Nucleoside reverse transcriptase inhibitors (NRTIs) are key components of Highly Active Antiretroviral Therapies (HAART) for the treatment of HIV-infected patients. All FDA-approved anti-HIV NRTIs lack a 3'-OH, and therefore inhibit DNA polymerization by HIV RT through immediate chain termination. The absence of a 3'-OH also imparts detrimental properties to these NRTIs by reducing their binding affinity for RT compared to the natural dNTP substrates and reducing intracellular conversion to active NRTI triphosphates. We have reported during the first funding cycle that 4'-ethynyl-2-fluoro-2'-deoxyadenosine (EFdA) is a nucleoside analog that retains the 3'-OH moiety and demonstrates exceptional antiviral properties (EC50 = 50 pM in PBMCs) and a remarkable selectivity index (>200,000). EFdA's potency and selectivity index is by orders of magnitude more favorable than all currently-approved anti-HIV drugs. Despite the presence of a 3'-OH, the incorporated EFdA-monophosphate acts primarily as an immediate chain terminator because RT has difficulty translocating on the primer possessing 3'-terminal EFdA-MP, which is a unique mechanism of action. Therefore, EFdA-TP is a Translocation-Defective RT inhibitor (TDRTI). Additionally, EFdA has also been shown to efficiently inhibit clinically-important NRTI-resistant HIV strains, and demonstrating hypersusceptibility to the tenofovir-resistant K65R HIV. Notably, in our study of SIV-infected macaques the animals that had suppressed viral loads upon treatment with EFdA carried the M184V mutation, suggesting that M184V can be effectively suppressed by EFdA. We have also shown that EFdA has a remarkably high barrier for HIV resistance, and many EFdA-resistant HIV strains have reduced replication capacity. More recently we have shown that the combination of EFdA with Rilpivirine shows a synergistic effect, which would be useful in the design of new therapeutic regimens. We will build on our work from the first funding cycle to understand the potency of EFdA at the RT and cellular levels, development of EFdA resistance, and EFdA combinations with currently-approved anti-HIV drugs. We will also use biochemical and structural approaches to characterize the inhibition mechanism of EFdA at the RT level, the activation of EFdA by deoxycytidine kinase (dCK) and deamination by adenosine deaminase (ADA). This study will provide information that will guide the design of novel NRTIs and EFdA combination therapies with other approved anti-HIV drugs that may lead to a breakthrough in the treatment of HIV infection.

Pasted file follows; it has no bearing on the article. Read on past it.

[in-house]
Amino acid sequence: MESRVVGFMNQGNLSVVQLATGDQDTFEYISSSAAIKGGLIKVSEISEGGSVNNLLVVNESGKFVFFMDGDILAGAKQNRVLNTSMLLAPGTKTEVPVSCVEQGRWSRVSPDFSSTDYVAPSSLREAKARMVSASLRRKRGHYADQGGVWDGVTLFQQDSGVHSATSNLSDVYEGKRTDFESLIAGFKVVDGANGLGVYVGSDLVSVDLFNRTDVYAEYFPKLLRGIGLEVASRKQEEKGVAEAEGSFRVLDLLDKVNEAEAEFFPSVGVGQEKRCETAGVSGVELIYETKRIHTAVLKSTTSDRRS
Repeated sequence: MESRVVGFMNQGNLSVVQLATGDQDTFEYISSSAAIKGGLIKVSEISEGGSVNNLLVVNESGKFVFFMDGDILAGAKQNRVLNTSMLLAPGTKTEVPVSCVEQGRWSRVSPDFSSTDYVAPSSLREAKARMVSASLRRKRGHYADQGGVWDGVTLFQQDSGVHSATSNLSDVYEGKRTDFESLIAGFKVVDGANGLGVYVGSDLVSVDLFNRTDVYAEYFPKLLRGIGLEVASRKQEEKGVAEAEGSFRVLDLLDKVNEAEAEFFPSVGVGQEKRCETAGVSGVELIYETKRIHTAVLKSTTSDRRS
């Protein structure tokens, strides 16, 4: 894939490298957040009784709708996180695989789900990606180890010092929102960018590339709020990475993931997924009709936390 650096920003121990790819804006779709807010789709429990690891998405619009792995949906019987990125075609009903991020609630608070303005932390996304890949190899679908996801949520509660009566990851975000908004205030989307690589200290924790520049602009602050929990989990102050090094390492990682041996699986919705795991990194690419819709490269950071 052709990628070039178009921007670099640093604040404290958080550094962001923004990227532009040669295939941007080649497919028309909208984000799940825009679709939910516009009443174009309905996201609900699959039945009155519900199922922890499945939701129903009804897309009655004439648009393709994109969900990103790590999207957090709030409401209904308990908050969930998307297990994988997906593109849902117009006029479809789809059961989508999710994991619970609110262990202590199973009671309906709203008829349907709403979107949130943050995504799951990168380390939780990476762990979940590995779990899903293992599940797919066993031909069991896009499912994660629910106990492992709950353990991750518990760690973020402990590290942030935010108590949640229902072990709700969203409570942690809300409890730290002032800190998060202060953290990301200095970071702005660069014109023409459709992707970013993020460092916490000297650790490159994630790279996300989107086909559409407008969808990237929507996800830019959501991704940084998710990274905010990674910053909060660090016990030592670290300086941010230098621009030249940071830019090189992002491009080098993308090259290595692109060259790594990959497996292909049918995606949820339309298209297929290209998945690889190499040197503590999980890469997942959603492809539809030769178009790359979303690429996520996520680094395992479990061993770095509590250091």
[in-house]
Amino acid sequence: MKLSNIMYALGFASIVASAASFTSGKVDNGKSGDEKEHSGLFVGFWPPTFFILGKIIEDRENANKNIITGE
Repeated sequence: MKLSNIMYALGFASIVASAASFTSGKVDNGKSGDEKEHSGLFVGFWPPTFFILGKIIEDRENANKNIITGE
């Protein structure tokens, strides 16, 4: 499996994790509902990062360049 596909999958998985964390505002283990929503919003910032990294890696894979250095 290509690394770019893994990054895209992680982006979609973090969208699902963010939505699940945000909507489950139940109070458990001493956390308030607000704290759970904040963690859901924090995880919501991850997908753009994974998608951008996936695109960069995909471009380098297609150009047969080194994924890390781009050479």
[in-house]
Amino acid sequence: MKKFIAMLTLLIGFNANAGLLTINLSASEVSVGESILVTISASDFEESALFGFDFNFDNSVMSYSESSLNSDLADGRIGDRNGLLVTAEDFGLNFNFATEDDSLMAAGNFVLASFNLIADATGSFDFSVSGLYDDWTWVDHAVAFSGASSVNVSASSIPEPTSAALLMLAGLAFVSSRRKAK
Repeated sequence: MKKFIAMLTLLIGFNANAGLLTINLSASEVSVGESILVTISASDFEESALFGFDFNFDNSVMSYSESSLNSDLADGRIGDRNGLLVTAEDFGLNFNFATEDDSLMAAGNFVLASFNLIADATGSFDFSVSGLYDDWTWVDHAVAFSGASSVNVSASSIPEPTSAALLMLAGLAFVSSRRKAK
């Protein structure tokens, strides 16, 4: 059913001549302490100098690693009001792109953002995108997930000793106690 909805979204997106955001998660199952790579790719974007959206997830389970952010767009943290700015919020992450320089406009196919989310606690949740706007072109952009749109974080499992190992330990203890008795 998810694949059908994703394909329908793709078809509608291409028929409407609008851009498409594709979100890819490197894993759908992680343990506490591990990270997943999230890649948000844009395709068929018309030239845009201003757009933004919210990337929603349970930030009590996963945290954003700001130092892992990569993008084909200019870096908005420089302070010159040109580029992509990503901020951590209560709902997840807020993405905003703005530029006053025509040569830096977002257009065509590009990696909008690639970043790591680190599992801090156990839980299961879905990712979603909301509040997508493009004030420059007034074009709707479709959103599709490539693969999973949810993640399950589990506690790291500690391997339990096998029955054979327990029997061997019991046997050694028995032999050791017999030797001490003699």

4'-ethynyl-2-fluoro-2'-deoxyadenosine (EFdA) is a very potent inhibitor of HIV, including drug-resistant viral strains, and blocks the virus in a new way unlike ll currently approved anti-HIV drugs. This project will evaluate the factors that affect EFdA's efficacy, including its unique mechanism of action, cellular activation, resistance to deamination, and high barrier of resistance to HIV. These studies will provide important insights into the design of new inhibitors of HIV and also information on which EFdA combination therapies with other approved antivirals may lead to a breakthrough in the treatment of HIV infection.
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